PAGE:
Arkansas Biosciences Institute Awards $1.58 Million in Grants to U of A Researchers

Susanne Striegler, a professor of chemistry and biochemistry, was awarded an Arkansas Biosciences Institute research grant for fiscal 2016.
Photo by Russell Cothren

Susanne Striegler, a professor of chemistry and biochemistry, was awarded an Arkansas Biosciences Institute research grant for fiscal 2016.

FAYETTEVILLE, Ark. – The Arkansas Biosciences Institute has awarded University of Arkansas researchers grants for 39 science and technology research projects for fiscal year 2016.

The institute is a partnership of scientists at five research institutions across Arkansas, including the state’s flagship university in Fayetteville, with a focus on supporting biomedical research and agricultural research with medical implications.

The fiscal 2016 grants at the U of A totaled $1.58 million, said Roger Koeppe II, Distinguished Professor of chemistry and biochemistry, who represents the flagship on the institute’s scientific coordinating committee.

Institute-supported investigators explore many different body and cellular processes in their search for answers to challenging basic science- and health-related questions.

Koeppe said the institute chooses projects that are both innovative and may need preliminary results in order to compete for research funding on a national level, from agencies such as the National Institutes of Health or the National Science Foundation.

“For each dollar of Arkansas Biosciences Institute funding, our faculty have been able to generate $3 to $4 of external funding,” Koeppe said. “These grants provide a solid return-on-investment for the University of Arkansas.”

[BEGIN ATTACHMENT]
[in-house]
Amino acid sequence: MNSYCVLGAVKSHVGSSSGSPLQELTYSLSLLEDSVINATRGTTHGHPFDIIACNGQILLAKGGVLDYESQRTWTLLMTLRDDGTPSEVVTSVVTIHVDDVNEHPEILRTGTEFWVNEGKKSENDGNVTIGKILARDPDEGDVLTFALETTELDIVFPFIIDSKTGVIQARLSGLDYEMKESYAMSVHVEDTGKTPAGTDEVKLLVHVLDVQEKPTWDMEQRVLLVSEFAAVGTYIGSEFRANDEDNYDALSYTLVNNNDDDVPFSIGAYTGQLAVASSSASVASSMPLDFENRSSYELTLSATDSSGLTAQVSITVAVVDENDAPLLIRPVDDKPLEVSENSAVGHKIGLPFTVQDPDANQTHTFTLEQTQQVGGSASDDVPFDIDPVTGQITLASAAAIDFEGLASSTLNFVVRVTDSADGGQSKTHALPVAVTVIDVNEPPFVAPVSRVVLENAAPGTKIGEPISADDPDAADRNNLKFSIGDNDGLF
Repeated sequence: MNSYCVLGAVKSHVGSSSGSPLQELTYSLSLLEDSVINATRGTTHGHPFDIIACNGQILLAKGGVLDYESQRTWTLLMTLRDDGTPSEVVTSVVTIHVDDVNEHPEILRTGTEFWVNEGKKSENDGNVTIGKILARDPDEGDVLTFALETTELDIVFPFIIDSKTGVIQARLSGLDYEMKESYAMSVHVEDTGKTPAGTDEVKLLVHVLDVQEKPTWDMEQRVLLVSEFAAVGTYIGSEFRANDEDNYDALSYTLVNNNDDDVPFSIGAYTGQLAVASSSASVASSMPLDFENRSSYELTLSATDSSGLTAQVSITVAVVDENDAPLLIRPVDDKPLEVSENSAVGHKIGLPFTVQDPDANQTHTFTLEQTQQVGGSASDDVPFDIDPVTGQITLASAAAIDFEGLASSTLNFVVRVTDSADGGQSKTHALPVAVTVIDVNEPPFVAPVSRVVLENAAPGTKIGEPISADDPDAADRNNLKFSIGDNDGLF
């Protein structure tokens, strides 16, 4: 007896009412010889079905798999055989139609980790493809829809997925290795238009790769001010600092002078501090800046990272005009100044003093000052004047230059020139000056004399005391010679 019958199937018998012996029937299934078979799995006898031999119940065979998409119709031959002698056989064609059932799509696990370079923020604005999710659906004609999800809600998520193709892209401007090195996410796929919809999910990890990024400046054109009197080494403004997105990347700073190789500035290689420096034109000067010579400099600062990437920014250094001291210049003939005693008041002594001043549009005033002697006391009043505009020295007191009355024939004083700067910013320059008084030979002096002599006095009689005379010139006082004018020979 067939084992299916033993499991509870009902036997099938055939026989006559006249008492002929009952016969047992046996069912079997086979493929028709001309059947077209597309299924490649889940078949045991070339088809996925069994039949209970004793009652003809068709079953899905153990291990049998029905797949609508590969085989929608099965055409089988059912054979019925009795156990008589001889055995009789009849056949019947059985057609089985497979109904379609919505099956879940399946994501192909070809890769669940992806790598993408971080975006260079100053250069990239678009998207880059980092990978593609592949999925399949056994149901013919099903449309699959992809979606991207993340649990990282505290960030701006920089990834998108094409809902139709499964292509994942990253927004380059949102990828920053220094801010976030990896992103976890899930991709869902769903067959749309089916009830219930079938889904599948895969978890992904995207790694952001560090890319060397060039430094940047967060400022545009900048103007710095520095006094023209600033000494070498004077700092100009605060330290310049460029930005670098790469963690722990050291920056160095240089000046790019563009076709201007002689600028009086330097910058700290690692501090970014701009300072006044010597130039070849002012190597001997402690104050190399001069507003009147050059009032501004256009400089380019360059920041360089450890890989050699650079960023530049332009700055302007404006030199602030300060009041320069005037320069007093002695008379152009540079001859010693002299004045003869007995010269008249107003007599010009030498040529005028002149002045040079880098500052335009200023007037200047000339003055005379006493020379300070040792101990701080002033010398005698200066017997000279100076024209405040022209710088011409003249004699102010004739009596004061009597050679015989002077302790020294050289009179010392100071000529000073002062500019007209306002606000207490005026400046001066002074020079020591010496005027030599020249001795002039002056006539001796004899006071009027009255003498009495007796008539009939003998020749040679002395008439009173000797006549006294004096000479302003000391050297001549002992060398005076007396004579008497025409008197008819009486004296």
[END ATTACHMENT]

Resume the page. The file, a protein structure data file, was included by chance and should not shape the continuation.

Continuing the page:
The committee also considers funding for shared equipment, and bridge funding. Multiple researchers may request funding for major instrumentation that they will share, Koeppe said.

This year, Michael Lehmann, an associate professor of biological sciences, was awarded an Arkansas Biosciences grant for $56,257 to study a potential drug target in the fight against obesity. His project is using fruit fly genetics to shed light on how lipin, a protein involved in fat and energy metabolism, is normally regulated and what the consequences are when the protein loses activity.

Since coming to the university in 2002, Lehmann has received more than $1.38 million in funding from the National Institutes of Health, the National Science Foundation and the Arkansas Biosciences Institute.

Susanne Striegler, a professor of chemistry and biochemistry, was awarded an Arkansas Biosciences Institute grant for $50,913 to evaluate the inhibiting effect of chemical compounds she synthesized in her lab on certain enzymes, to develop new tools for the diagnosis of Alzheimer's disease and the early detection of cancer.

Striegler has received nearly $700,000 in funding from the National Science Foundation and Arkansas Biosciences Institute since coming to the university in 2012.

U of A researchers awarded Arkansas Biosciences grants for fiscal 2016:

  • Paul D. Adams, associate professor, chemistry and biochemistry
  • Andrew J. Alverson, assistant professor, biological sciences
  • Tameka Bailey, visiting assistant professor, biological sciences
  • Kartik Balachandran, assistant professor, biomedical engineering
  • Bob Beitle, professor, chemical engineering